Dipa Karmakar Didn't Win The Medal Nobody Expected Her to Win
Dipa Karmakar surprised everyone with her fourth-place finish in the women's vault finals at the Rio Olympics
In 2014, soon after she won a bronze at the Commonwealth Games, a colleague who covered the games in Glasgow proclaimed that Dipa Karmakar had a good chance of winning an Olympic medal.Â His prognostication was met with laughter from our sports team at NDTV. "An Indian winning an Olympic medal in gymnastics? Of course, why not", said one workmate, tongue firmly in cheek. "The competition at the Commonwealth Games is so inferior that a gold medallist struggles to even make the finals at the Olympics games, let alone win a medal", said another, the smirk on his face hard to miss.
No one was expecting a medal from Dipa.
While journalists are often castigated for being cynics, the comments here weren't misplaced but backed by logic. With zero pedigree or history in the sport, India was as important or unimportant in world gymnastics as China is in cricket. But that was until Dipa Karmakar arrived.
The 23-year-old from Agartala placed fifth at the World Championship in 2015. She followed that up by winning gold at the Olympic test event in Rio, thereby qualifying for the Olympics and becoming the first Indian woman to do so.
But no one was expecting a medal from Dipa.
At Rio 2016, she made the finals of the vault by the skin of her teeth. A score of 14.850 placed her 8th as she grabbed the final qualifying spot.
But no one was expecting a medal from Dipa.
On the day of the final, at the gymnastic centre at the Olympic Park in Rio- which resembles a Bull-Ring with spectator stands rising at an angle of 90 degree, and four floors of fans literally sitting on top of you, eight contestant walked out into the arena. There was an Indian too.Â A sight that had never been witnessed in the 120 years since gymnastics has been part of the Summer Olympic Games.
The announcer called out Dipa Karmakar's name and that she was the first from her country to make the final of an Olympic gymnastic event, and a loud cheer reverberated in the arena. There were only a handful of Indians in the 20 thousand odd spectators at the arena, majority were Brazilians, and they had already taken a fancy for the Indian debutant.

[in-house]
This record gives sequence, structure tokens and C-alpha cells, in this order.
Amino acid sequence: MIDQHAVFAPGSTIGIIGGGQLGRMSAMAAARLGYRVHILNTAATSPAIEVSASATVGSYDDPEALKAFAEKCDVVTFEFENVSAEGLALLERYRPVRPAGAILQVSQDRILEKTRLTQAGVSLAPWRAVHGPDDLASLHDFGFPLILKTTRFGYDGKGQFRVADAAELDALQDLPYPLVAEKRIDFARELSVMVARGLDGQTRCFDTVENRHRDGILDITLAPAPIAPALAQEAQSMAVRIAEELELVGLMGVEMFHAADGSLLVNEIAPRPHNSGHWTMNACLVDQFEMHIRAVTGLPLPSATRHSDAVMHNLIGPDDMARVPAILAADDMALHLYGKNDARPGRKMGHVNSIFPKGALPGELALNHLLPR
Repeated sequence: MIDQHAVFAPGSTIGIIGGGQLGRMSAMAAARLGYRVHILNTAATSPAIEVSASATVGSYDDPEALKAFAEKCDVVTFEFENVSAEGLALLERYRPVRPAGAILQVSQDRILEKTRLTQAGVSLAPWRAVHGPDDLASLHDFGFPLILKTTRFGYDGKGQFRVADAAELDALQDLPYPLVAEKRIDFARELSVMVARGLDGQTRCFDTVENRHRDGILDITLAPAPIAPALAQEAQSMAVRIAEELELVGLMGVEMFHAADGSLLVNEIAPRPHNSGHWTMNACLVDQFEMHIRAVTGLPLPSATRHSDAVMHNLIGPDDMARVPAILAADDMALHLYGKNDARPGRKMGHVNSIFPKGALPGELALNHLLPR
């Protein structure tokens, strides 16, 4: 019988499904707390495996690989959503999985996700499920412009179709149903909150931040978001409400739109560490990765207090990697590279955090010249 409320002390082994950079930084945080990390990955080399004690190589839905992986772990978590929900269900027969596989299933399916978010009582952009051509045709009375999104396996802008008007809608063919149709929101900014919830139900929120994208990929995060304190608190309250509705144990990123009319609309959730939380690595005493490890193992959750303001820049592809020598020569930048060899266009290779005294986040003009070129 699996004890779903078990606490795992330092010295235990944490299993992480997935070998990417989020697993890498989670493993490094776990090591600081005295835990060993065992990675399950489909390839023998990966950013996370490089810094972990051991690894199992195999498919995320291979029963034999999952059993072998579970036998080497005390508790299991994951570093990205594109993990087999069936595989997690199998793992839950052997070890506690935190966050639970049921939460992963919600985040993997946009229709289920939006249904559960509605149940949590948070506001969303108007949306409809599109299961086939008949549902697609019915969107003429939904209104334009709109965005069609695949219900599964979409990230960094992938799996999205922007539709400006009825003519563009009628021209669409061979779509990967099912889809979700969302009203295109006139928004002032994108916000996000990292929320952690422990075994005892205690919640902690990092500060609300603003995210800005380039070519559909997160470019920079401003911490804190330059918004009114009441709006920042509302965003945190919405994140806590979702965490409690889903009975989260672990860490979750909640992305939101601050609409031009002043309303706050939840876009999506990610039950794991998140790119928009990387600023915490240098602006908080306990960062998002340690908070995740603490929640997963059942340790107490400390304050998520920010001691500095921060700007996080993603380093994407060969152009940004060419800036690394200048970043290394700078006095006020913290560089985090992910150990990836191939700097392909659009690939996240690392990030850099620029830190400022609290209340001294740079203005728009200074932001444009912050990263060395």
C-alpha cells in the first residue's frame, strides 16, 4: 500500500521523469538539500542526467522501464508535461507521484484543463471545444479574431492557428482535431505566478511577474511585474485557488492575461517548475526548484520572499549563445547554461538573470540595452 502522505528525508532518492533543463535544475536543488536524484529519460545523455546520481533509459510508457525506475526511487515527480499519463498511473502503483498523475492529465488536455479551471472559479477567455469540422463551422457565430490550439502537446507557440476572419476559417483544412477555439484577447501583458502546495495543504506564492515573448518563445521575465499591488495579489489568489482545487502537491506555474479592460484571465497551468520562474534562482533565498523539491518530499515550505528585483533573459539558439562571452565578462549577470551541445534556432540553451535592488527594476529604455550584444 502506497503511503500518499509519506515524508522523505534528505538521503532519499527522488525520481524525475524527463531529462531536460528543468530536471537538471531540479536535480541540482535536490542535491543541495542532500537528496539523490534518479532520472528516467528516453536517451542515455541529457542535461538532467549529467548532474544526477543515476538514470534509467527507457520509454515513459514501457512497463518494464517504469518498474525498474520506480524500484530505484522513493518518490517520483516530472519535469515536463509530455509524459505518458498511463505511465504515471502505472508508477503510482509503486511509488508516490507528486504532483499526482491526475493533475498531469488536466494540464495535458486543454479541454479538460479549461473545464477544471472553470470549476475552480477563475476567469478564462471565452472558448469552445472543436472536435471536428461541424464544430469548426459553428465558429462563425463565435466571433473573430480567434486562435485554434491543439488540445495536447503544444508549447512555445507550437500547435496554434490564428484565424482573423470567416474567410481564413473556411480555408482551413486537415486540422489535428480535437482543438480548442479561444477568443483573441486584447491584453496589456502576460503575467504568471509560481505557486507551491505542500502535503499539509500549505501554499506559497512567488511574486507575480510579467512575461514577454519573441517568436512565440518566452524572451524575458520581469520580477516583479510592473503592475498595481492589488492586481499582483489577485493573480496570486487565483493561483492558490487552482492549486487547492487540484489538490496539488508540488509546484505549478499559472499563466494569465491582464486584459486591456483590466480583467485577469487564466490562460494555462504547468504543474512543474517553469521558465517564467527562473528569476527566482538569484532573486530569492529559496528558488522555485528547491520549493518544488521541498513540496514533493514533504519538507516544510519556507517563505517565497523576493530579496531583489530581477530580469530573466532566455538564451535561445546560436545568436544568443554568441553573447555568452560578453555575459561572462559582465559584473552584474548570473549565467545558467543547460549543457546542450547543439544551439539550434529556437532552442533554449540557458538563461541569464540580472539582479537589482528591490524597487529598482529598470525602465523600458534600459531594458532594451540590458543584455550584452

But they weren't expecting a medal from Dipa.
Dipa was sixth out of a total of eight contestants. She stood at the top of her mark, ran in at tremendous speed, jumped on the spring board and after two and half twist made an impressive landing. She had just performed a Tsukahara. The decision to start with Tsukahara and not Produnova (her favourite vault, also dubbed as the vault of death) was taken a couple of days ahead of the final by her coach Bishweshwar Nandi, who felt that Dipa gave her best performance in her first vault. And since Produnova was her trump card, it was the other vault she needed to perform better at.
But Nandi wasn't expecting a medal from Dipa. Top 6 was a realistic target.
Before one could finish seeing the replay on the giant screen in the stadium, Dipa was on top of her run-up for her second and last attempt. The screen came on and displayed the highest difficulty level of 7. 'Oohs' and 'aahs' were heard in the stadium . A few seconds later the murmurs faded away, and Dipa was sprinting towards the vault. A front hand-spring on the vaulting horse, two forward summersaults and she landed on her feet, with only a little bit of her bottom touching the landing mat.
The crowd erupted.
She ran towards her coach, smiling, embracing him, as if to thank him for the 17-year-old long journey they've shared together which started in one of India's poorest state Tripura.
Dipa wasn't expecting a medal. She was happy she had given it her best.
Now the agonising wait for the final score. Anything above 15 points would be great one thought. 15.066 flashed on the giant screen, propelling the 23 year old into second position; ahead of a much more fancied North Korean and a high on pedigree Chinese gymnast.
Delighted as I was, a medal I wasn't expecting.
The current world champion Maria Paseka was next, followed by the golden girl of American gymnastics Simone Biles. True to form, Paseka and Biles leap-frogged Dipa with scores of 15.253 and 15.966 to win the silver and gold respectively. Switzerland's Giulia Steingruber with 15.066 became the first woman from her country to win an Olympic medal in gymnastics.
Despite missing out on a medal by a minuscule difference of 0.160 points the announcer made a special mention of Dipa's achievement as the first India woman to make the finals of a gymnastic event at the Olympics. The crowd gave her a standing ovation. For those of us present inside the arena, our hearts swelled with pride.
As it turns out, Dipa Karmakar didn't win the medal her country didn't expect her to win.